The president issued an executive order blocking the acquisition on Monday.
- President Trump issued an executive order Monday blocking Broadcom's takeover of Qualcomm.
- Trump said there is "credible evidence" that Broadcom "might take action that threatens to impair the national security of the United States."
- Broadcom is based in Singapore, and Qualcomm is based in San Diego, California.
President Trump issued an executive order Monday blocking the impending takeover of Qualcomm by Broadcom Limited.
Broadcom, a chipmaker incorporated in Singapore, was looking to take over Qualcomm, a San Diego-based rival.
The Trump administration has previously blocked China-related deals, including the sale of Lattice Semiconductor to an investment group, and the acquisition of Moneygram by an Alibaba-affilifated company.
Here's the key part of President Trump's executive order:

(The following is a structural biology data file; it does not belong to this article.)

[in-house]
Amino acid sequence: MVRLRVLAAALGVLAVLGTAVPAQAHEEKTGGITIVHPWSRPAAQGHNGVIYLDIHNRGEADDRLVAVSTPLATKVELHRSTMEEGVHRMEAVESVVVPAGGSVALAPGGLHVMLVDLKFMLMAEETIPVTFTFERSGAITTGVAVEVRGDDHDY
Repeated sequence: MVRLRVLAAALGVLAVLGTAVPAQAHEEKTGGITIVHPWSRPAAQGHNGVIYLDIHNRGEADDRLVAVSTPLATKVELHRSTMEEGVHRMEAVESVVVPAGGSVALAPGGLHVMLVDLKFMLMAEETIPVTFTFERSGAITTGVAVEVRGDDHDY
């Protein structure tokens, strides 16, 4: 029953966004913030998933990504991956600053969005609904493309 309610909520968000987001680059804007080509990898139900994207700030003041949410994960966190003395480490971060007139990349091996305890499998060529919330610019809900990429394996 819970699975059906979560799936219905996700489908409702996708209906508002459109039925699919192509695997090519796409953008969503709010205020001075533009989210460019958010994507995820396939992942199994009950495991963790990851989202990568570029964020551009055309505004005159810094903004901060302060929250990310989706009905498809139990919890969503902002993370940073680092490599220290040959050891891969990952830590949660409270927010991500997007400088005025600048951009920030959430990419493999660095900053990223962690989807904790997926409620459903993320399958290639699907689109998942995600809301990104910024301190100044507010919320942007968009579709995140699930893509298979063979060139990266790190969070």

There is credible evidence that leads me to believe that Broadcom Limited, a limited company organized under the laws of Singapore (Broadcom), along with its partners, subsidiaries, or affiliates, including Broadcom Corporation, a California corporation, and Broadcom Cayman L.P., a Cayman Islands limited partnership, and their partners, subsidiaries, or affiliates (together, the Purchaser), through exercising control of Qualcomm Incorporated (Qualcomm), a Delaware corporation, might take action that threatens to impair the national security of the United States;
On the basis of the findings set forth in section 1 of this order, considering the factors described in subsection 721(f) of the Defense Production Act of 1950, as appropriate, and pursuant to my authority under applicable law, including section 721, I hereby order that:
(a) The proposed takeover of Qualcomm by the Purchaser is prohibited, and any substantially equivalent merger, acquisition, or takeover, whether effected directly or indirectly, is also prohibited.
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